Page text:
A default to proceeding with life-sustaining measures does not mean that tattoos or other non-standard means of communicating preferences should be ignored. The tattoo, an alternative form of communication, should be used as piece of information in the decision-making process. A major limitation of AD and POLST documents is that in most states they must physically accompany the patient and are often not available when providers are making key decisions.
Explore This IssueACEP Now: Vol 37 – No 04 – April 2018
Some states, such as Oregon and California, have electronic databases that providers can access, but the lack of this type of accessible database may cause patients to be concerned that their wishes may not be known. In our era of smartphones, patients should be encouraged to enter “ICE” (In Case of Emergency) data into their phones, which can include medical information and emergency contacts. Emergency providers should also be encouraged to routinely search for available ICE data on the phones of incapacitated patients.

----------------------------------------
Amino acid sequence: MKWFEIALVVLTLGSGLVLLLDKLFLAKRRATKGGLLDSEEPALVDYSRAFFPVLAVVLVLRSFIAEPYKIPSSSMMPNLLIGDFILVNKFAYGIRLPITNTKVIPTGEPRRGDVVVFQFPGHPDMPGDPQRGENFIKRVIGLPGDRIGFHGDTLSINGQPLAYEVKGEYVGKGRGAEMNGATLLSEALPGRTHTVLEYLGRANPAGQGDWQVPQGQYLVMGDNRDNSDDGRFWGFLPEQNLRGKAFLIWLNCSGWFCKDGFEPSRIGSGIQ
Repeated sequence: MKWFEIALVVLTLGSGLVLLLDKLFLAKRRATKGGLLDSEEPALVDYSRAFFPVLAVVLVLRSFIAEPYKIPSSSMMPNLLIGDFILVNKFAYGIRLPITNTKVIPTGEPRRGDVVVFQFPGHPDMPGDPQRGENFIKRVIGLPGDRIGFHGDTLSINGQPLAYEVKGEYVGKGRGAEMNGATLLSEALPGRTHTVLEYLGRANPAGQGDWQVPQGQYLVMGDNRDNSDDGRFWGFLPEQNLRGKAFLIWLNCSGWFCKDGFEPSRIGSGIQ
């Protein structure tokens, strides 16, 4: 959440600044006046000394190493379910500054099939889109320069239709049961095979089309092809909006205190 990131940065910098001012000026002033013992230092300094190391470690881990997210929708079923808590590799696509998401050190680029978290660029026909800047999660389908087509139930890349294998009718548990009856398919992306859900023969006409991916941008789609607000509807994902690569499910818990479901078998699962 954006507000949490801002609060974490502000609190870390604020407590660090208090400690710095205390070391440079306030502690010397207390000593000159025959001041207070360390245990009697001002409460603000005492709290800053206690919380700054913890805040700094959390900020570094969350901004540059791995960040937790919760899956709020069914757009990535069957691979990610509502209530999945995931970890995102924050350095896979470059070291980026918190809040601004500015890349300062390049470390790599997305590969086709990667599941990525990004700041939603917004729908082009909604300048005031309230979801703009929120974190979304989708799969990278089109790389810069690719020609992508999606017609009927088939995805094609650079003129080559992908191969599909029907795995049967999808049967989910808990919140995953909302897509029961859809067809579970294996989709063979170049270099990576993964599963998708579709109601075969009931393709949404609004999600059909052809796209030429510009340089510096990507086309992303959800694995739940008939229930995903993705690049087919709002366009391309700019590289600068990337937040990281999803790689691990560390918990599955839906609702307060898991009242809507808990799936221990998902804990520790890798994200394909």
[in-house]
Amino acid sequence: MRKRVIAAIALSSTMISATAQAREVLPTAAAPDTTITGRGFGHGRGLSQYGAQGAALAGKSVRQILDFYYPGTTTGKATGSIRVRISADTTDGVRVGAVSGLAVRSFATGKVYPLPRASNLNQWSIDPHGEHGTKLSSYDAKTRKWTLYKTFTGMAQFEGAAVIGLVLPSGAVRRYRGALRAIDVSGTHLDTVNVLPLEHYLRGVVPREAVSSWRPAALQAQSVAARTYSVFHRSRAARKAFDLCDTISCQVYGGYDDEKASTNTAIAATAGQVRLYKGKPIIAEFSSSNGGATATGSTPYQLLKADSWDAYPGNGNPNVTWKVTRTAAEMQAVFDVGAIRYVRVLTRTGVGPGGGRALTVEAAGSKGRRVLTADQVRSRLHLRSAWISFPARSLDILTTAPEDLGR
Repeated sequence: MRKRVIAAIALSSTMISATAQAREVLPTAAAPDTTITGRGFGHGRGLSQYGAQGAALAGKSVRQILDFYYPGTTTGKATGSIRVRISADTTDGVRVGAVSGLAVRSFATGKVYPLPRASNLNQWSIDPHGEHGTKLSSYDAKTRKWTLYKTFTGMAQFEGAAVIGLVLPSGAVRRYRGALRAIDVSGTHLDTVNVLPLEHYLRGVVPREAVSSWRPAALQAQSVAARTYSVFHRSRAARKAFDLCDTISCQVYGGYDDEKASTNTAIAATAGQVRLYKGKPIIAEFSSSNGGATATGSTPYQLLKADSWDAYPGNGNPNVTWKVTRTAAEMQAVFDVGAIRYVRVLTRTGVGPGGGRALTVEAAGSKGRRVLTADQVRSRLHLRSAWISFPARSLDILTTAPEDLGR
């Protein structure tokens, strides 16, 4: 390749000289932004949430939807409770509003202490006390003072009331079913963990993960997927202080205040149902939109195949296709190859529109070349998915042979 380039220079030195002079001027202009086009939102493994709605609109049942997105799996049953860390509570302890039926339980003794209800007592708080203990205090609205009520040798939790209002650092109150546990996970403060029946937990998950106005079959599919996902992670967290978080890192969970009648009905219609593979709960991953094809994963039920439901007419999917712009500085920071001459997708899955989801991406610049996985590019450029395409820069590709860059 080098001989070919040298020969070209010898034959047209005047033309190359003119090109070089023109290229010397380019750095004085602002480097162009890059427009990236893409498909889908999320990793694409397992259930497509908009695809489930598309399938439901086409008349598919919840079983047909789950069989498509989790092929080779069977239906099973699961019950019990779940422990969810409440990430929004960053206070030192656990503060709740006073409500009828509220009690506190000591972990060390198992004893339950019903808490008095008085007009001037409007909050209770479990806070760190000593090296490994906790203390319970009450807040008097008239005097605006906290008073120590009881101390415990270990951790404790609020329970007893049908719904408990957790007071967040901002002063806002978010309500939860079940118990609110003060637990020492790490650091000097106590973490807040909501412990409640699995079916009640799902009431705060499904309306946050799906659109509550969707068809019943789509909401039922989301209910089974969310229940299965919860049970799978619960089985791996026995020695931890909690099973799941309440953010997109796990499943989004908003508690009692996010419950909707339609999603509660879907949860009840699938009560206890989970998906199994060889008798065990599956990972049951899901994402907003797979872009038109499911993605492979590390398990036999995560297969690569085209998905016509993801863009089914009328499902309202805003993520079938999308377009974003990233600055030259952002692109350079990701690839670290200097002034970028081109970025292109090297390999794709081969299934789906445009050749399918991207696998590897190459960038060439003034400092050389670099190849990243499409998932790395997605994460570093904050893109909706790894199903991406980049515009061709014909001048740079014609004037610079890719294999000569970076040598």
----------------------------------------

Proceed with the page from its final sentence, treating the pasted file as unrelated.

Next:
Dr. Vearrier is clinical assistant professor in the department of emergency medicine at Drexel University College of Medicine in Philadelphia.
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